It’s hard to imagine what the mindset of the general public and legislators was in Iowa in the waning years of World War II, when a female botanist from Iowa State University pressed for preserving prairie. Were her recommendations taken seriously? What was the public attitude towards preserving prairie? In the present, some 70 years after Ada Hayden’s recommendations, has the public’s attitude towards saving prairie changed? Is there any urgency or desire to, as Ada Hayden did, to scout out and try to save any remaining prairie?

I’ve been to the Hayden Prairie Preserve in Howard County, Iowa several times. It’s a lonely survivor, surrounded by a sea of tamed agricultural land. I’ve stood on this prairie and imagined what this area looked like before this prairie became an isolated island. I imagine too what I would discuss with Ms. Hayden if I could bridge time and happened to meet her as I wandered HER prairie. Would she be pleased with the prairie lands now preserved because of her efforts? She should be.


The Love of Tallgrass Prairie

What is so special about tallgrass prairie? I’ve noticed that most people who are prairie enthusiasts are usually extremely passionate about their love of prairies. I consider myself in this lot.

So let me try to articulate my love of tallgrass prairies. Another naturalist once said that to experience a tallgrass prairie, you need to walk out in it. Wade through the tallgrass and wild flowers. Simply driving past a prairie will not do.

As I walk into a prairie I am drawn into a complex world. A virgin prairie is a primeval place which takes no direction from the world of man. Every square inch of prairie is different from every other square inch. Grasses like Big Bluestem compete with prairie wildflowers for sunlight. Butterflies and dragonflies flitter around me. A clump of brilliant orange Butterfly weed catches my eye. Then I see flashy pink prairie phlox. I wonder why I didn’t see either just a moment before as I exited my car. By now I’ve forgotten man’s world of mono cultures and artificial order.

Persons wanting to experience biodiversity need not leave the American Midwest. One acre of high quality virgin tallgrass prairie can easily contain 200+ plant species with an equal variety of insects, birds, and reptiles. The diversity of the prairie makes every visit one of exploration and surprises.

The rarity of tallgrass prairie also attracts me. While the Amazon rain forest continues to be leveled in the present, the tallgrass prairie was relegated to minuscule scraps and is now 99.9% gone in Iowa. This has been the case since the mid 20th century. Take a walk in a tallgrass prairie and you are time traveling to an Iowa landscape that doesn’t exist.

It’s time for me to leave the prairie now. I exit as I step foot on the non-native bluegrass that covers the parking area.


I stumbled across the “Iowa Geographic Map Server” website tonight.

It is here: Iowa Geographic Map Server

On this site, you can access aerial photographic maps of Iowa dating from the 1930’s till the present. Pick a random area. Trace the vegetative cover and land use through the decades. From this exercise, I’ve come to several conclusions.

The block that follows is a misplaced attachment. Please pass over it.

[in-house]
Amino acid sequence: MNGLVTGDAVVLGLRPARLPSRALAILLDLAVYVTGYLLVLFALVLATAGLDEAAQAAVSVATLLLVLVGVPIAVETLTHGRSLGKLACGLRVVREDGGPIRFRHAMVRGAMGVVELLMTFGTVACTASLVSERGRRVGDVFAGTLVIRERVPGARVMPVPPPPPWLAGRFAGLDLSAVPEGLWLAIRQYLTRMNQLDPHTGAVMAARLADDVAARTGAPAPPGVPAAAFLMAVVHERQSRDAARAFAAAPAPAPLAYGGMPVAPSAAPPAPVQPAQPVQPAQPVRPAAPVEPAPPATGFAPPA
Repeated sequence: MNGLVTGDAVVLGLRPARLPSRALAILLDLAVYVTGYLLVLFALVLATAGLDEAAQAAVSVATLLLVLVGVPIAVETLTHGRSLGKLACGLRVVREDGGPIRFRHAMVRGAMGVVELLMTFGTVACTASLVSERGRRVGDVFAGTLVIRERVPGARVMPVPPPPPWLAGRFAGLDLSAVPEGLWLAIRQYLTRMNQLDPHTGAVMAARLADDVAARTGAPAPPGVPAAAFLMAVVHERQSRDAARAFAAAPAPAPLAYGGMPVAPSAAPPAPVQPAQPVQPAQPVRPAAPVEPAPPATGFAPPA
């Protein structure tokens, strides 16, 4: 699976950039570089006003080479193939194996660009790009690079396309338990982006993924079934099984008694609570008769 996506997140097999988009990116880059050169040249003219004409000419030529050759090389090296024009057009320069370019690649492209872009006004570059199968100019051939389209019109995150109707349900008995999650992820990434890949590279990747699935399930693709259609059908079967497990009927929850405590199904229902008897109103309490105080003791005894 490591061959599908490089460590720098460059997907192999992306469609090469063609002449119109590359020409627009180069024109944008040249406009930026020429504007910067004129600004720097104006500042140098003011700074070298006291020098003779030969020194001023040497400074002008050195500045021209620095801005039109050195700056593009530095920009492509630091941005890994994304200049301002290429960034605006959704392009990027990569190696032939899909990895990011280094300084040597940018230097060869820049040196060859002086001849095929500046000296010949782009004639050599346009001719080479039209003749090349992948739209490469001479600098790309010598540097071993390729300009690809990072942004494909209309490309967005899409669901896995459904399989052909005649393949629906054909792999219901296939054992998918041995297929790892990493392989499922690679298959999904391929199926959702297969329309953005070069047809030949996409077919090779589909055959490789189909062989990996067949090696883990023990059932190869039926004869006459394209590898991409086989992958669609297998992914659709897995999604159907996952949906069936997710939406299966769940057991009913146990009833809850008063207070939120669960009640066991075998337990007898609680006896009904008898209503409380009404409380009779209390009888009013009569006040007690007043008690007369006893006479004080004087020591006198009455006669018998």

1. The concept of a “family farm” is largely long gone. The disappearance of individual family farms is evident as farming has taken on a strong corporate character hellbent on making a profit at any cost.

2. Because of the growth of corporate farms and disappearance of family farms, the nature of the land has changed. The aerial maps from the 1930’s show farmsteads with substantial windbreaks, pastures, crooked streams, and idle areas. If the resolution was better, I suspect we’d see hard working families with a strong connection to the land, conscious of the connection between their prosperity and the health of the land they worked.

3. The aerial maps of the present show a loss of most of the windbreak bounded family farms. The more “willy nilly” nature of the land has been replaced by featureless corporate owned “fence row to fence row” monoculture tracts distinguished only by the roads that give access, hog confinements, and rows of wind turbines. My present day travels tell me that my observation here is spot on.

We’ve lost a lot of the natural world in Iowa in the last 80-some years. Evident even on high altitude aerial photographs.

Lost Connection

The biggest factor affecting the continued demise of the natural world is mankind’s growing disconnect with the natural world. It’s human nature to care about things in the realm of their daily life. For example, 99.9% of Americans are not regretful about the loss of the tall grass prairie because they do not even know it exists, let alone notice it’s passing. The American public by and large won’t shed a tear when the last Attwater’s prairie chicken breathes its last breath or when the last small white Lady slipper shrivels to death from herbicide drift. Can we blame them?

A New Beginning

The vast unbroken tall grass prairie that blanketed Iowa is gone. Hopelessly lost forever to the plow and the herbicides that followed. What little is left exists in fragments, like tiny specks in a sea of corn, soybeans, and ditches of smooth brome grass and other non-native species that man introduced to replace the prairie.

The fragments and preserves of tall grass prairie continue to be chipped away year by year by more plowing, herbicides, and neglect. Fragments of true prairie that Ada Hayden measured in acres can now be measured in square feet. Mankind has still not widely recognized the value of tall grass prairie, and so it continues to evaporate from the face of the Earth.

The ONLY hope for the tall grass prairie and its plant and animal species is to RESTORE the tall grass prairie. There are no other viable option because virgin aces of tall grass prairie no longer exist to be preserved. This is a new beginning in terms of prairie preservation.